Homeschooling: Dare to Reimagine Education

family home education Aug 20, 2023
Homeschooling: Dare to Reimagine Education

“Each one should use whatever gift he has received to serve others, faithfully administering God’s grace in its various forms.”

– 1 Peter 4:10 


 

Introduction

Many people make the incorrect assumption that homeschooling is simply about location: traditional school done in the privacy of your own home. Some families may do this, but the vast majority of parents who choose to home educate don’t spend their days doing six hours of classes in a homemade classroom. Instead, they make their schooling work for them, reimagining the structure, flow, and style that so often are characteristic of the education process. 

Standards can be adjusted, requirements altered, and the schedule flexible. Some days may be longer, some weeks may be shorter, curriculums can be added to or skipped over, and breaks can be at completely different times. A family may follow a year-round approach rather than the typical September through June model, and schedule in breaks around a new baby, a family vacation, or planned periods of rest. No two families look the same, and homeschooling gives parents an opportunity to break the rules of what school is “supposed to look like,” reimagining what education could look like for their children. 

*Please note that each state handles home education requirements differently. No matter how you choose to school your children, make sure you are abiding by your state’s laws.

 

Self-Paced

Just as no two families are the same, no two children are carbon copies of each other when it comes to learning. Some kids come flying out the gate, reading before kindergarten and soaking up information like little sponges. Other children struggle deeply, either due to immaturity, learning disabilities, or simply being late bloomers. Homeschooling offers a tremendous benefit for all children, and that is the ability for kids to work at their own pace.

Children who struggle with one or more subjects can slow down and review, without feeling as though they’re behind their peers. This is especially important in the little years, when things like reading are often pushed onto kids at younger and younger ages. Some children - despite a teacher’s best efforts - don’t master the mechanics of reading until they’re in second or third grade, and this can do a lot of damage to how the child views their own intelligence. On the flip side, a child that grasps concepts quickly can leap ahead in school and start reading more advanced books or working on more difficult math concepts as soon as they’re ready. Sometimes a child who struggles in reading may be a whiz at math, and so slowing them down where necessary while also letting them advance where they can is a great way to highlight strengths and aptitudes.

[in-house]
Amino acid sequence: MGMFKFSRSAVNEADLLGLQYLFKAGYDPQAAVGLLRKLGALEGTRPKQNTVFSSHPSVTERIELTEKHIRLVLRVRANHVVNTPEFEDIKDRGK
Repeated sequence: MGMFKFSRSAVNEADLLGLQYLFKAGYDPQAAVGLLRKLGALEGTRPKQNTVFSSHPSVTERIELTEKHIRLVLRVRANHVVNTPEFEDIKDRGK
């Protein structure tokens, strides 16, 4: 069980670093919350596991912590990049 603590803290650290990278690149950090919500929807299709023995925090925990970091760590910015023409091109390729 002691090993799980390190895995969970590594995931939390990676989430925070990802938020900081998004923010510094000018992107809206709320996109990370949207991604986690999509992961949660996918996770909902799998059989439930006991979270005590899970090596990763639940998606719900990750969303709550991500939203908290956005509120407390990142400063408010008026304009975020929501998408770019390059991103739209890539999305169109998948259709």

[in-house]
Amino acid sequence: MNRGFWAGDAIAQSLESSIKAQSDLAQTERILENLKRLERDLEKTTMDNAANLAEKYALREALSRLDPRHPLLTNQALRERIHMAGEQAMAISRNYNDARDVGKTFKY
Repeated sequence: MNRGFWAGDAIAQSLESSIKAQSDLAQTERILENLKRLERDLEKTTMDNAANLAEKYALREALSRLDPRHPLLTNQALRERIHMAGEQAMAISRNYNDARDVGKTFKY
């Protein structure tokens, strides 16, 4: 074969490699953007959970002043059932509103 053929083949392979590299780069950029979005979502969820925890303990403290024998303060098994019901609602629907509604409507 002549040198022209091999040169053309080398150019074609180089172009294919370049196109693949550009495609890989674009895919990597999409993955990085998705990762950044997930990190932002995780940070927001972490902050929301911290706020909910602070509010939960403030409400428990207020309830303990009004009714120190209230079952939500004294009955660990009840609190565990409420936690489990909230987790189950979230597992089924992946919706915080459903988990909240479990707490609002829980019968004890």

Letting children self-pace also allows them to understand the helpfulness of goal-setting. When they’re small, parents can guide them through this process. As kids grow and take more ownership of their education, they can take the lead. Our older children completely set their own goals now, but our youngest still likes us to help. One thing that has surprised us is how aggressive some of these goals can be! Our son set a much more lofty goal for himself in math than we would have recommended, but he was determined to aim high and he reached his goal! Our kids are more capable than we know.

 

Interest-Led

While the school day in a typical classroom lasts approximately six hours, homeschooling can take much less time. This isn’t because children are learning less (in fact, the opposite is true!), but because so much time in school is spent on transitions and waiting for everyone to be ready to move onto the next subject. What takes six hours in a classroom could easily be covered in less than half that time at home, leaving a significant amount of free time available for children to pursue things that especially interest them.